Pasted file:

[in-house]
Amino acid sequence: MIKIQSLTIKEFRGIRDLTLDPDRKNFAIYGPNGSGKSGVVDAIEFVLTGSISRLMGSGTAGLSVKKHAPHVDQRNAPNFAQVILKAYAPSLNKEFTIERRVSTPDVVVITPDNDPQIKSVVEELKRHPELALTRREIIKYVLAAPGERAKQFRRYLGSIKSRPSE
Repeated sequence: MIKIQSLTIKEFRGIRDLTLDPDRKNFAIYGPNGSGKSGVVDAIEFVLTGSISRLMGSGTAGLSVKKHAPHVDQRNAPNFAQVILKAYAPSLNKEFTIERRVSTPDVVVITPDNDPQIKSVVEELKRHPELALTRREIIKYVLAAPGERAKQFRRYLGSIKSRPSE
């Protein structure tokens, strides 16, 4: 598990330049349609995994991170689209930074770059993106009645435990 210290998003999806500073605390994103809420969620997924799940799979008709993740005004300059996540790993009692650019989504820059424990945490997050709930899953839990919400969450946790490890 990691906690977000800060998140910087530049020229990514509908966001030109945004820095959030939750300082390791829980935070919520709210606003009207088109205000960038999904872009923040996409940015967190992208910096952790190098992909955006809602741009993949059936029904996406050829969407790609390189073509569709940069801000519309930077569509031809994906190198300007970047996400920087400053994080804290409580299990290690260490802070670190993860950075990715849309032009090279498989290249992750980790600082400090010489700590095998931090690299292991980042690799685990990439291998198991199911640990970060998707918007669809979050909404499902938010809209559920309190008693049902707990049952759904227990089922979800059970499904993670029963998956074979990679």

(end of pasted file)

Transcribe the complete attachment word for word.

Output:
[in-house]
Amino acid sequence: MIKIQSLTIKEFRGIRDLTLDPDRKNFAIYGPNGSGKSGVVDAIEFVLTGSISRLMGSGTAGLSVKKHAPHVDQRNAPNFAQVILKAYAPSLNKEFTIERRVSTPDVVVITPDNDPQIKSVVEELKRHPELALTRREIIKYVLAAPGERAKQFRRYLGSIKSRPSE
Repeated sequence: MIKIQSLTIKEFRGIRDLTLDPDRKNFAIYGPNGSGKSGVVDAIEFVLTGSISRLMGSGTAGLSVKKHAPHVDQRNAPNFAQVILKAYAPSLNKEFTIERRVSTPDVVVITPDNDPQIKSVVEELKRHPELALTRREIIKYVLAAPGERAKQFRRYLGSIKSRPSE
């Protein structure tokens, strides 16, 4: 598990330049349609995994991170689209930074770059993106009645435990 210290998003999806500073605390994103809420969620997924799940799979008709993740005004300059996540790993009692650019989504820059424990945490997050709930899953839990919400969450946790490890 990691906690977000800060998140910087530049020229990514509908966001030109945004820095959030939750300082390791829980935070919520709210606003009207088109205000960038999904872009923040996409940015967190992208910096952790190098992909955006809602741009993949059936029904996406050829969407790609390189073509569709940069801000519309930077569509031809994906190198300007970047996400920087400053994080804290409580299990290690260490802070670190993860950075990715849309032009090279498989290249992750980790600082400090010489700590095998931090690299292991980042690799685990990439291998198991199911640990970060998707918007669809979050909404499902938010809209559920309190008693049902707990049952759904227990089922979800059970499904993670029963998956074979990679």